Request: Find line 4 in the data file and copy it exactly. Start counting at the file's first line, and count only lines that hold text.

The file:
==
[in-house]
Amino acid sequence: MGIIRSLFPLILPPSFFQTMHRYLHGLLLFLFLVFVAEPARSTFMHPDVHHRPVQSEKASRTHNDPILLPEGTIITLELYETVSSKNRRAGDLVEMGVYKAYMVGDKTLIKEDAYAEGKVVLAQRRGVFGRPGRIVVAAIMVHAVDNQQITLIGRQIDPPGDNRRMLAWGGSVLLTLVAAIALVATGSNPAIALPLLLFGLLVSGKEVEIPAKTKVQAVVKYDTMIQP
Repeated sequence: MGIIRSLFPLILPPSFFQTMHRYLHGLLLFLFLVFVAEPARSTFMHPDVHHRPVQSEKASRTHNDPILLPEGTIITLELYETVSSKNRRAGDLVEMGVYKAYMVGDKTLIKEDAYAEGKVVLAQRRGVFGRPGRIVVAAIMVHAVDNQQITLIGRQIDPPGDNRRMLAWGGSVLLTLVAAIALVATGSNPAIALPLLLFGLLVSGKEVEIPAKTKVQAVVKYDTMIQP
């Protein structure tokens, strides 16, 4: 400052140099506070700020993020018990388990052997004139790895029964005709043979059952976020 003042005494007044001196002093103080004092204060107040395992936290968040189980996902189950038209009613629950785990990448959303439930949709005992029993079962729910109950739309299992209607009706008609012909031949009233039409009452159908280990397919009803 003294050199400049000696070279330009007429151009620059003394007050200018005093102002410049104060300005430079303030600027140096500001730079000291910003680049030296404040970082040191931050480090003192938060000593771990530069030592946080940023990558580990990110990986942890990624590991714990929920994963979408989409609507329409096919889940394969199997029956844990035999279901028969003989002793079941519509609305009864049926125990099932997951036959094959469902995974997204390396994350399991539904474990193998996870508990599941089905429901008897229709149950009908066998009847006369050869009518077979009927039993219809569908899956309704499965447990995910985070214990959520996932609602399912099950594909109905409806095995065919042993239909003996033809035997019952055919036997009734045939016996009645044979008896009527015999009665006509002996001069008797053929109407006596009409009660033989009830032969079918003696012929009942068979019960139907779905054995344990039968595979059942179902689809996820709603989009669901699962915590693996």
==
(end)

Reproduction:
């Protein structure tokens, strides 16, 4: 400052140099506070700020993020018990388990052997004139790895029964005709043979059952976020 003042005494007044001196002093103080004092204060107040395992936290968040189980996902189950038209009613629950785990990448959303439930949709005992029993079962729910109950739309299992209607009706008609012909031949009233039409009452159908280990397919009803 003294050199400049000696070279330009007429151009620059003394007050200018005093102002410049104060300005430079303030600027140096500001730079000291910003680049030296404040970082040191931050480090003192938060000593771990530069030592946080940023990558580990990110990986942890990624590991714990929920994963979408989409609507329409096919889940394969199997029956844990035999279901028969003989002793079941519509609305009864049926125990099932997951036959094959469902995974997204390396994350399991539904474990193998996870508990599941089905429901008897229709149950009908066998009847006369050869009518077979009927039993219809569908899956309704499965447990995910985070214990959520996932609602399912099950594909109905409806095995065919042993239909003996033809035997019952055919036997009734045939016996009645044979008896009527015999009665006509002996001069008797053929109407006596009409009660033989009830032969079918003696012929009942068979019960139907779905054995344990039968595979059942179902689809996820709603989009669901699962915590693996």